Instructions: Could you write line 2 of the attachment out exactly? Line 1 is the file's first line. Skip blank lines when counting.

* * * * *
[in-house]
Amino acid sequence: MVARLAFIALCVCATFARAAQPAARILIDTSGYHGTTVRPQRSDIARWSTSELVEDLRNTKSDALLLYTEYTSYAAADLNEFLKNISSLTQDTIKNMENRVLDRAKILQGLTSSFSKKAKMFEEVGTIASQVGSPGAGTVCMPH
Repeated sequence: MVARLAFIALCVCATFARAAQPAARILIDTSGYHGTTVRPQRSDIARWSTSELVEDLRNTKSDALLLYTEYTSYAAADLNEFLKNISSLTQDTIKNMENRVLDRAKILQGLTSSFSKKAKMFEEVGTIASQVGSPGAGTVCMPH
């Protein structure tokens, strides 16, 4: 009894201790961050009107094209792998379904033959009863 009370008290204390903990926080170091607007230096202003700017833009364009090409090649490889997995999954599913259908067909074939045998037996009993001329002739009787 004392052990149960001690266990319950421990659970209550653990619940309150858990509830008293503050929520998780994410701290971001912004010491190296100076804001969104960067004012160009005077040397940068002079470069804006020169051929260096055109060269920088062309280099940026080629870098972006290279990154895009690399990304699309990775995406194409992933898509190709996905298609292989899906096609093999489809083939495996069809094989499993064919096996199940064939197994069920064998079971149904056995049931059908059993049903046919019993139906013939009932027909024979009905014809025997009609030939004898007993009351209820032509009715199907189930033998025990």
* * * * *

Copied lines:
Amino acid sequence: MVARLAFIALCVCATFARAAQPAARILIDTSGYHGTTVRPQRSDIARWSTSELVEDLRNTKSDALLLYTEYTSYAAADLNEFLKNISSLTQDTIKNMENRVLDRAKILQGLTSSFSKKAKMFEEVGTIASQVGSPGAGTVCMPH